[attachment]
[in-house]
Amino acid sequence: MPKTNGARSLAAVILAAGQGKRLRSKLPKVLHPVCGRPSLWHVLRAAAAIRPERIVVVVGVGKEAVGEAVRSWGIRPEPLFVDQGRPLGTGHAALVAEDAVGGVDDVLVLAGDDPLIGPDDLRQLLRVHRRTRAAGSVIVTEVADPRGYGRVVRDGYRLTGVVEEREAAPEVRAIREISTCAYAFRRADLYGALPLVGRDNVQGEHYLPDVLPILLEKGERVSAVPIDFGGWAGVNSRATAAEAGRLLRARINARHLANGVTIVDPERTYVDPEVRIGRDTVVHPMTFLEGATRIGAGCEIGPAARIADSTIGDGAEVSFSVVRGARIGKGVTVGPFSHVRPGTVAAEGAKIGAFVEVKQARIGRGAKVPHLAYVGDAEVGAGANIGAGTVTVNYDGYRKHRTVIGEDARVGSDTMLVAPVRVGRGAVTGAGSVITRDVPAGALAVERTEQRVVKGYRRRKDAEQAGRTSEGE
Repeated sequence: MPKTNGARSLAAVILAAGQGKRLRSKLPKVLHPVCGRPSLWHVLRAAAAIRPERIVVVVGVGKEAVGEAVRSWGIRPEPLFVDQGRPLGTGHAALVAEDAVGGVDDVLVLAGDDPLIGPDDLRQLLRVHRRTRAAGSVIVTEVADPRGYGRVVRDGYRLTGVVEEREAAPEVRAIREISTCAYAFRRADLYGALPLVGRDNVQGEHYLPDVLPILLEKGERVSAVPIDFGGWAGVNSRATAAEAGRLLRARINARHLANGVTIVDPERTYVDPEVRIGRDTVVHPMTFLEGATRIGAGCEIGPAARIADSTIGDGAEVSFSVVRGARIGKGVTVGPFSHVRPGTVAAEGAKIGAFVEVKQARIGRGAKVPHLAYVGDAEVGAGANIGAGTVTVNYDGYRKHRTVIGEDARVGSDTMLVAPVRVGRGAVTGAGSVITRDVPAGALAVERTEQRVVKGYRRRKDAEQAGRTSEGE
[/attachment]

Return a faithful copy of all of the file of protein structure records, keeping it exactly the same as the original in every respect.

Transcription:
[in-house]
Amino acid sequence: MPKTNGARSLAAVILAAGQGKRLRSKLPKVLHPVCGRPSLWHVLRAAAAIRPERIVVVVGVGKEAVGEAVRSWGIRPEPLFVDQGRPLGTGHAALVAEDAVGGVDDVLVLAGDDPLIGPDDLRQLLRVHRRTRAAGSVIVTEVADPRGYGRVVRDGYRLTGVVEEREAAPEVRAIREISTCAYAFRRADLYGALPLVGRDNVQGEHYLPDVLPILLEKGERVSAVPIDFGGWAGVNSRATAAEAGRLLRARINARHLANGVTIVDPERTYVDPEVRIGRDTVVHPMTFLEGATRIGAGCEIGPAARIADSTIGDGAEVSFSVVRGARIGKGVTVGPFSHVRPGTVAAEGAKIGAFVEVKQARIGRGAKVPHLAYVGDAEVGAGANIGAGTVTVNYDGYRKHRTVIGEDARVGSDTMLVAPVRVGRGAVTGAGSVITRDVPAGALAVERTEQRVVKGYRRRKDAEQAGRTSEGE
Repeated sequence: MPKTNGARSLAAVILAAGQGKRLRSKLPKVLHPVCGRPSLWHVLRAAAAIRPERIVVVVGVGKEAVGEAVRSWGIRPEPLFVDQGRPLGTGHAALVAEDAVGGVDDVLVLAGDDPLIGPDDLRQLLRVHRRTRAAGSVIVTEVADPRGYGRVVRDGYRLTGVVEEREAAPEVRAIREISTCAYAFRRADLYGALPLVGRDNVQGEHYLPDVLPILLEKGERVSAVPIDFGGWAGVNSRATAAEAGRLLRARINARHLANGVTIVDPERTYVDPEVRIGRDTVVHPMTFLEGATRIGAGCEIGPAARIADSTIGDGAEVSFSVVRGARIGKGVTVGPFSHVRPGTVAAEGAKIGAFVEVKQARIGRGAKVPHLAYVGDAEVGAGANIGAGTVTVNYDGYRKHRTVIGEDARVGSDTMLVAPVRVGRGAVTGAGSVITRDVPAGALAVERTEQRVVKGYRRRKDAEQAGRTSEGE